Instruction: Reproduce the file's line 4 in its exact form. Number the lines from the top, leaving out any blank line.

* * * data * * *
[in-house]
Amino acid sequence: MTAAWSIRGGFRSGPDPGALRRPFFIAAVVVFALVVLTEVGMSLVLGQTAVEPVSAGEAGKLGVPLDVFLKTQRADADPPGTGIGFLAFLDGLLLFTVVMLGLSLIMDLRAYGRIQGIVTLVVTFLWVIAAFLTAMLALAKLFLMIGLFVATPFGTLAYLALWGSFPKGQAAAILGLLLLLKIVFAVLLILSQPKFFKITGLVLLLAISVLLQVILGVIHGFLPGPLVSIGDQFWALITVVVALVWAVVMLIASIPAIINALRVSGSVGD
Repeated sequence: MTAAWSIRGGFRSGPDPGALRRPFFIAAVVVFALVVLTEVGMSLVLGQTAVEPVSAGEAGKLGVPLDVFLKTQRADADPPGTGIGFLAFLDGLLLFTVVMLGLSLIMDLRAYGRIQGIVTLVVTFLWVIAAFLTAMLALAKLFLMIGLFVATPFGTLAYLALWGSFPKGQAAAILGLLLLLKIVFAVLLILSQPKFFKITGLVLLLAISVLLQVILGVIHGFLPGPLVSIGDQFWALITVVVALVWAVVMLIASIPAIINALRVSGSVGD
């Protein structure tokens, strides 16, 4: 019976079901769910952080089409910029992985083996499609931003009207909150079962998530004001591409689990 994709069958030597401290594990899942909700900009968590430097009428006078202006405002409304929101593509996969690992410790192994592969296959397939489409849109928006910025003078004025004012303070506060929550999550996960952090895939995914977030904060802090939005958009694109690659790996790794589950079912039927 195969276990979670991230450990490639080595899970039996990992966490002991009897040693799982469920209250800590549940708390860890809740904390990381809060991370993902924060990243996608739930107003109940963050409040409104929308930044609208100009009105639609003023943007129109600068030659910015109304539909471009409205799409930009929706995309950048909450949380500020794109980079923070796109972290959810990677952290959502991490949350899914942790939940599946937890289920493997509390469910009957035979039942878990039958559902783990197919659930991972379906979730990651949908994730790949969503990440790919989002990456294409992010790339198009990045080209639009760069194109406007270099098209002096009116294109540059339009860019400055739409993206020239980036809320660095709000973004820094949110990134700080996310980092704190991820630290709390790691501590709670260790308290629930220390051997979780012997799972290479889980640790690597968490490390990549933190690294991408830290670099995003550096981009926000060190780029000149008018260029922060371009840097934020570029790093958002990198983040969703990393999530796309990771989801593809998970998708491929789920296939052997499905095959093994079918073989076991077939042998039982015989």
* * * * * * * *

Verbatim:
């Protein structure tokens, strides 16, 4: 019976079901769910952080089409910029992985083996499609931003009207909150079962998530004001591409689990 994709069958030597401290594990899942909700900009968590430097009428006078202006405002409304929101593509996969690992410790192994592969296959397939489409849109928006910025003078004025004012303070506060929550999550996960952090895939995914977030904060802090939005958009694109690659790996790794589950079912039927 195969276990979670991230450990490639080595899970039996990992966490002991009897040693799982469920209250800590549940708390860890809740904390990381809060991370993902924060990243996608739930107003109940963050409040409104929308930044609208100009009105639609003023943007129109600068030659910015109304539909471009409205799409930009929706995309950048909450949380500020794109980079923070796109972290959810990677952290959502991490949350899914942790939940599946937890289920493997509390469910009957035979039942878990039958559902783990197919659930991972379906979730990651949908994730790949969503990440790919989002990456294409992010790339198009990045080209639009760069194109406007270099098209002096009116294109540059339009860019400055739409993206020239980036809320660095709000973004820094949110990134700080996310980092704190991820630290709390790691501590709670260790308290629930220390051997979780012997799972290479889980640790690597968490490390990549933190690294991408830290670099995003550096981009926000060190780029000149008018260029922060371009840097934020570029790093958002990198983040969703990393999530796309990771989801593809998970998708491929789920296939052997499905095959093994079918073989076991077939042998039982015989």